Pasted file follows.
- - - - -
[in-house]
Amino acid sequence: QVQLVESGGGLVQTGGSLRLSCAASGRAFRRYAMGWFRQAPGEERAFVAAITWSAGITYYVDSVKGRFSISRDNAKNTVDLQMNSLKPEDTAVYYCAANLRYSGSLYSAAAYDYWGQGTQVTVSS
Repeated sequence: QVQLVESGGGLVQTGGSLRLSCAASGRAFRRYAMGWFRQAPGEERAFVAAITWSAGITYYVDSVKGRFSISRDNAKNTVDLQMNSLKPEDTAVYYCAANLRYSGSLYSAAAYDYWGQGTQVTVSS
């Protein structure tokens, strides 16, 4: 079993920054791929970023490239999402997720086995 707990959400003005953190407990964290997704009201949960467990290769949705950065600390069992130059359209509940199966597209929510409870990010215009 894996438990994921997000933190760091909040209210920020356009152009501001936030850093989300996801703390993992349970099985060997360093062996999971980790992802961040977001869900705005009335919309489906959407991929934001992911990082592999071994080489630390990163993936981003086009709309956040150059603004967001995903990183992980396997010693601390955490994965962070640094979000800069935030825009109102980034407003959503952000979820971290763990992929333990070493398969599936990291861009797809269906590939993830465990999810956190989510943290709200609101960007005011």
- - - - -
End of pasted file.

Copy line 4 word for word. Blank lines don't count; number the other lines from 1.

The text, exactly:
């Protein structure tokens, strides 16, 4: 079993920054791929970023490239999402997720086995 707990959400003005953190407990964290997704009201949960467990290769949705950065600390069992130059359209509940199966597209929510409870990010215009 894996438990994921997000933190760091909040209210920020356009152009501001936030850093989300996801703390993992349970099985060997360093062996999971980790992802961040977001869900705005009335919309489906959407991929934001992911990082592999071994080489630390990163993936981003086009709309956040150059603004967001995903990183992980396997010693601390955490994965962070640094979000800069935030825009109102980034407003959503952000979820971290763990992929333990070493398969599936990291861009797809269906590939993830465990999810956190989510943290709200609101960007005011």